As the daughter of so celebrated a politician, it was natural that Constance should take interest in politics. She lent to every discussion of state events an eager and thirsty ear. She embraced with masculine ardour such sentiments as were then considered the extreme of liberality; and she looked on that career which society limits to man, as the noblest, the loftiest in the world. She regretted that she was a woman, and prevented from personally carrying into effect the sentiments she passionately espoused. Meanwhile, she did not neglect, nor suffer to rust, the bright weapon of a wit which embodied at times all the biting energies of her contempt. To insolence she retorted sarcasm; and, early able to see that society, like virtue, must be trampled upon in order to yield forth its incense, she rose into respect by the hauteur of her manner, the bluntness of her satire, the independence of her mind, far more than by her various accomplishments and her unrivalled beauty.

Of Lady Erpingham she had nothing to complain; kind, easy, and characterless, her protectress sometimes wounded her by carelessness, but never through design; on the contrary, the Countess at once loved and admired her, and was as anxious that her protegee should form a brilliant alliance as if she had been her own daughter. Constance, therefore, loved Lady Erpingham with sincere and earnest warmth, and endeavoured to forget all the commonplaces and littlenesses which made up the mind of her protectress, and which, otherwise, would have been precisely of that nature to which one like Constance would have been the least indulgent.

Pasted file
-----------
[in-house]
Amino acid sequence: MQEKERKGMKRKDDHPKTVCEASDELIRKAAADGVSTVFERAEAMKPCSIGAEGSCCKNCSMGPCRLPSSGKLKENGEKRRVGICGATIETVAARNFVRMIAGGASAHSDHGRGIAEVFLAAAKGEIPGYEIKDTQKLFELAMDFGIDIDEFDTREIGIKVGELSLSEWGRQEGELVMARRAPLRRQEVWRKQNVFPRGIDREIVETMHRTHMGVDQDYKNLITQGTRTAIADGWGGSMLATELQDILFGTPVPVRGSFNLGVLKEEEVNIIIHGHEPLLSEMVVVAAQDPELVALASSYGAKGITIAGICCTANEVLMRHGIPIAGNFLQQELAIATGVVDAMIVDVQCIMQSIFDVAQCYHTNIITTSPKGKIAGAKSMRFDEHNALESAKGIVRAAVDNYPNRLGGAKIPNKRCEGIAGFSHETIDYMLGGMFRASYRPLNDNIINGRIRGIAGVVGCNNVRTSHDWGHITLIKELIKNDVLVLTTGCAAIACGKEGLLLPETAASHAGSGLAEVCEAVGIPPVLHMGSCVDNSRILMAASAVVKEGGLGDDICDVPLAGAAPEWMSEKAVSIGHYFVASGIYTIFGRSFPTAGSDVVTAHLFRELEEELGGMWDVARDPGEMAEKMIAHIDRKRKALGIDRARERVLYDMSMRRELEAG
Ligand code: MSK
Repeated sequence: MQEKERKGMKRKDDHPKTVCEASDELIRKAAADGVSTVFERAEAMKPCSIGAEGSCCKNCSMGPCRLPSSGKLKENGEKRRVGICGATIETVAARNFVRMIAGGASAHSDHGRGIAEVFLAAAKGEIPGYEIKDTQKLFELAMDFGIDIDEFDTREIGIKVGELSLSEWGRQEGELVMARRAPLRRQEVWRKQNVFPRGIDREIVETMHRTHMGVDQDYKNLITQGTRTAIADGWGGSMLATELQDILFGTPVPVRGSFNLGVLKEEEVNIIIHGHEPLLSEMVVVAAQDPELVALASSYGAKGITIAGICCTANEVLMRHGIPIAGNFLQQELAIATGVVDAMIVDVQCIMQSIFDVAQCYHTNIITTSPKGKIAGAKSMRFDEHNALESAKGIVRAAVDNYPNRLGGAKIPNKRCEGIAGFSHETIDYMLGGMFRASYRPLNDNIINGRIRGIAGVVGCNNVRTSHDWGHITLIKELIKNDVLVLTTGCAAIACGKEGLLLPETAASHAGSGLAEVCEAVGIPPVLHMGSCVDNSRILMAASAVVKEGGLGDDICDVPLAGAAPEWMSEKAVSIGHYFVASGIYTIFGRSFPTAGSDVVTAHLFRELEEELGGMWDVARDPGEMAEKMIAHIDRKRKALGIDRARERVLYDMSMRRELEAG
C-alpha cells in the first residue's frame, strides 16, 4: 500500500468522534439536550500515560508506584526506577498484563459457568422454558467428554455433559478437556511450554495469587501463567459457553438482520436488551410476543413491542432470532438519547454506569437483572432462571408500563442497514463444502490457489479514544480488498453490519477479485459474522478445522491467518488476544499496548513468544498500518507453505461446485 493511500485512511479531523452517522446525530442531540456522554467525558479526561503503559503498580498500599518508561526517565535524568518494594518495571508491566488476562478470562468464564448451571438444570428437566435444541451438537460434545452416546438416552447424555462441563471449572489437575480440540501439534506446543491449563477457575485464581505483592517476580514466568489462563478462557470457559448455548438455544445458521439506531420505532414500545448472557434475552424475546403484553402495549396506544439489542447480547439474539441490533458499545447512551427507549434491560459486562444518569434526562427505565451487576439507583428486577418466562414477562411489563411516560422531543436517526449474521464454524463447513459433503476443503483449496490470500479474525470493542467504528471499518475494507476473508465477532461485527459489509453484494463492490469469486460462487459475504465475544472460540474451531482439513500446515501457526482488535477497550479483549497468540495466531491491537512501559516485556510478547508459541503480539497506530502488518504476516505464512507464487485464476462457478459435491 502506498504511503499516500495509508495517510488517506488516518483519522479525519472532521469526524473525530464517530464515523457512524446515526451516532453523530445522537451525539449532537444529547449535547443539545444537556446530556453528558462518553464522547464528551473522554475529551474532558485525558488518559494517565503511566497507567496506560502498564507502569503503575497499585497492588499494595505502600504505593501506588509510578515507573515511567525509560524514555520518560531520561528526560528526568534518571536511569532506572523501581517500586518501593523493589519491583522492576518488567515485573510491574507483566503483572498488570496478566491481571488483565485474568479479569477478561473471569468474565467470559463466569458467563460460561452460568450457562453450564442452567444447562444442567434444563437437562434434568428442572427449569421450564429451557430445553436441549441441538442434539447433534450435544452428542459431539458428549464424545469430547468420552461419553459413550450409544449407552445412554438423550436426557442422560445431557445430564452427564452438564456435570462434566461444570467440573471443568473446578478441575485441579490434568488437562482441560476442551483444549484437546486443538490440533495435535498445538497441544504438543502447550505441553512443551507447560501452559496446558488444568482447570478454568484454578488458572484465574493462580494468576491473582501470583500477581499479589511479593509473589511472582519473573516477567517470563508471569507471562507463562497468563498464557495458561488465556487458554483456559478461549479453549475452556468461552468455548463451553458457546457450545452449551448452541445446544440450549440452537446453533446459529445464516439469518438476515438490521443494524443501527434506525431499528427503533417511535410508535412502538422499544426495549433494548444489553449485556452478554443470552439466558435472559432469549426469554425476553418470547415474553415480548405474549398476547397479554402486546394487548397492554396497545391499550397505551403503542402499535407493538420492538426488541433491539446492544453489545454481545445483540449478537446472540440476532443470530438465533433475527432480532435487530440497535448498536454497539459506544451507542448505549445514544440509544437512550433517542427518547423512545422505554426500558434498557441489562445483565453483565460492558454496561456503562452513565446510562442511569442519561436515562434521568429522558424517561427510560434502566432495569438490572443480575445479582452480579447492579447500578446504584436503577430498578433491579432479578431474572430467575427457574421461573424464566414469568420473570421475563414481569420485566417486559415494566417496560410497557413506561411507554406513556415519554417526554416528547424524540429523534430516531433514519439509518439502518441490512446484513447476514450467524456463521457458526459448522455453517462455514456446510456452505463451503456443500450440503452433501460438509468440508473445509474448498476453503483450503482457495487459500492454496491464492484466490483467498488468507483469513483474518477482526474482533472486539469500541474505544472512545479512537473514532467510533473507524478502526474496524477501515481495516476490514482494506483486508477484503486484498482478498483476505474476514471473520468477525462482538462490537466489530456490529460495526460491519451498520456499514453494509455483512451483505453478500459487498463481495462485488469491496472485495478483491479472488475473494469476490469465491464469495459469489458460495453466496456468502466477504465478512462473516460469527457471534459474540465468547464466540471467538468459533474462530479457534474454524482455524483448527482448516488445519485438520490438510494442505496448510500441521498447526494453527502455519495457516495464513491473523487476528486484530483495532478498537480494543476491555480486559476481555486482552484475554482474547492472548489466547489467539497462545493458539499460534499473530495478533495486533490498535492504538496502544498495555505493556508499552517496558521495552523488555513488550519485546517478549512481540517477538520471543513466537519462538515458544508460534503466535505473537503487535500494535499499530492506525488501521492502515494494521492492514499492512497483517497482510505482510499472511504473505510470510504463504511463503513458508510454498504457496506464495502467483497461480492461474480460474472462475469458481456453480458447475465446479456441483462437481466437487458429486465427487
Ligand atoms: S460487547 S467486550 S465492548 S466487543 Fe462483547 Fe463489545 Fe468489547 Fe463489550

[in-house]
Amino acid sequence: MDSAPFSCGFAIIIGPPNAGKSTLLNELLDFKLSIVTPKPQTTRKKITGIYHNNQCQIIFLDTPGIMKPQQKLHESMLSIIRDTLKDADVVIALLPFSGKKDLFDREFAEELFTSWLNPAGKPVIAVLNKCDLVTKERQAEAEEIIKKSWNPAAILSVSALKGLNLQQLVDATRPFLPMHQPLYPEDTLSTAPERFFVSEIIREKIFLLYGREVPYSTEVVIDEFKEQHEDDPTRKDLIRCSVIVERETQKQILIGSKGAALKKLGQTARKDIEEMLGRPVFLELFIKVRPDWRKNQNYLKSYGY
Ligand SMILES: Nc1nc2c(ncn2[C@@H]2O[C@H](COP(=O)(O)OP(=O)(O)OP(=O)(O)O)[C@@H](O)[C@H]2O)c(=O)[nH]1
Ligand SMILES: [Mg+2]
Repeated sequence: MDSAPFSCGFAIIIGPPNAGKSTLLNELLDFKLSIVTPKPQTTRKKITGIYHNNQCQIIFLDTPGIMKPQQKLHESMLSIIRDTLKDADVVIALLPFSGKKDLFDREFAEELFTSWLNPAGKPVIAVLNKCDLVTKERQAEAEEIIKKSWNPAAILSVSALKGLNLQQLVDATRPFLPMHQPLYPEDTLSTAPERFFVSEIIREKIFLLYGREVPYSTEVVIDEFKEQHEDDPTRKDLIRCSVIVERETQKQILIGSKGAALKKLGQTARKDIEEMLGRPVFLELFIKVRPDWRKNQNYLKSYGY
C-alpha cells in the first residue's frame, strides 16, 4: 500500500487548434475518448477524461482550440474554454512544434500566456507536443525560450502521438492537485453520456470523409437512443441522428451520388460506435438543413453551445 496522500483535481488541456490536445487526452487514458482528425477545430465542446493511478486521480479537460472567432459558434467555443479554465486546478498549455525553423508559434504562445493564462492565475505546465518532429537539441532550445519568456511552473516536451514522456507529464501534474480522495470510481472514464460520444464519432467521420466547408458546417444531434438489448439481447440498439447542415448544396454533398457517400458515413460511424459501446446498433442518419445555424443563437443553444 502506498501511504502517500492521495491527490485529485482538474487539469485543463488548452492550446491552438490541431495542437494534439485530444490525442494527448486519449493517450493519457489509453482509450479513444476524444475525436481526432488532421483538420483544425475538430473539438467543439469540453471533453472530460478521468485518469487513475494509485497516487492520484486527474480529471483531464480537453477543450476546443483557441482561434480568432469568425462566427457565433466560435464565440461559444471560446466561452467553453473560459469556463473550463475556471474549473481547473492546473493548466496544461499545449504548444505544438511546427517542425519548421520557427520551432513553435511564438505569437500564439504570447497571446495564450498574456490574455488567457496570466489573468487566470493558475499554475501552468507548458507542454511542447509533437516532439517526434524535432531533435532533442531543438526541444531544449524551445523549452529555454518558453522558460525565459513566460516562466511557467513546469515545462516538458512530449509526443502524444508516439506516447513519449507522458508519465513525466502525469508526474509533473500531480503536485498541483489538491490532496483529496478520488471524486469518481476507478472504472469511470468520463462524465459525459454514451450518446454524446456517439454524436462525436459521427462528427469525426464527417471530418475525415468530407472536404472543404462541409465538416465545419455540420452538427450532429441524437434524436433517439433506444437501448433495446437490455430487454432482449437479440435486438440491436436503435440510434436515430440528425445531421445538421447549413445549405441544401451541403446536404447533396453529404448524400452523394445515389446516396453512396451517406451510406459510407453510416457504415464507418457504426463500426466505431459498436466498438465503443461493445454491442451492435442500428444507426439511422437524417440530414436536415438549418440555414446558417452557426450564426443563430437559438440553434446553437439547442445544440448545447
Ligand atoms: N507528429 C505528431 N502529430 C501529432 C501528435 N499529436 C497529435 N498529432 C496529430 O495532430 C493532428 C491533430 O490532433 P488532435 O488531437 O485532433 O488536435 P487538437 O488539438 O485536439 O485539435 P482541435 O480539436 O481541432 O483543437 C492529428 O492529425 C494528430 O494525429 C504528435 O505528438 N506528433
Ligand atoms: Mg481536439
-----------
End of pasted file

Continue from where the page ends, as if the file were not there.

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Godolphin - Chapter 11. Conversation Between Lady Erpingham And Constance... Godolphin - Chapter 11. Conversation Between Lady Erpingham And Constance...

Godolphin - Chapter 11. Conversation Between Lady Erpingham And Constance...
CHAPTER XI. CONVERSATION BETWEEN LADY ERPINGHAM AND CONSTANCE.--FURTHER PARTICULARS OF GODOLPHIN'S FAMILY, ETCLady Erpingham was a widow; her jointure, for she had been an heiress and a duke's daughter, was large; and the noblest mansion of all the various seats possessed by the wealthy and powerful house of Erpingham had been allotted by her late lord for her widowed residence. Thither she went punctually on the first of every August, and quitted it punctually on the eighth of every January. It was some years after the date of Godolphin's departure from England, and the summer following the spring in which Constance

Godolphin - Chapter 9. The Legacy.--A New Deformity In Saville... Godolphin - Chapter 9. The Legacy.--A New Deformity In Saville...

Godolphin - Chapter 9. The Legacy.--A New Deformity In Saville...
CHAPTER IX. THE LEGACY.--A NEW DEFORMITY IN SAVILLE.--THE NATURE OF WORLDLY LIAISONS.--GODOLPHIN LEAVES ENGLANDBut then, it is not always a sustainer of the stage delusion to be enamoured of an actress: it takes us too much behind the scenes. Godolphin felt this so strongly that he liked those plays least in which Fanny performed. Off the stage her character had so little romance, that he could not deceive himself into the romance of her character before the lamps. Luckily, however, Fanny did not attempt Shakspeare. She was inimitable in vaudeville, in farce, and in the lighter comedy; but she had prudently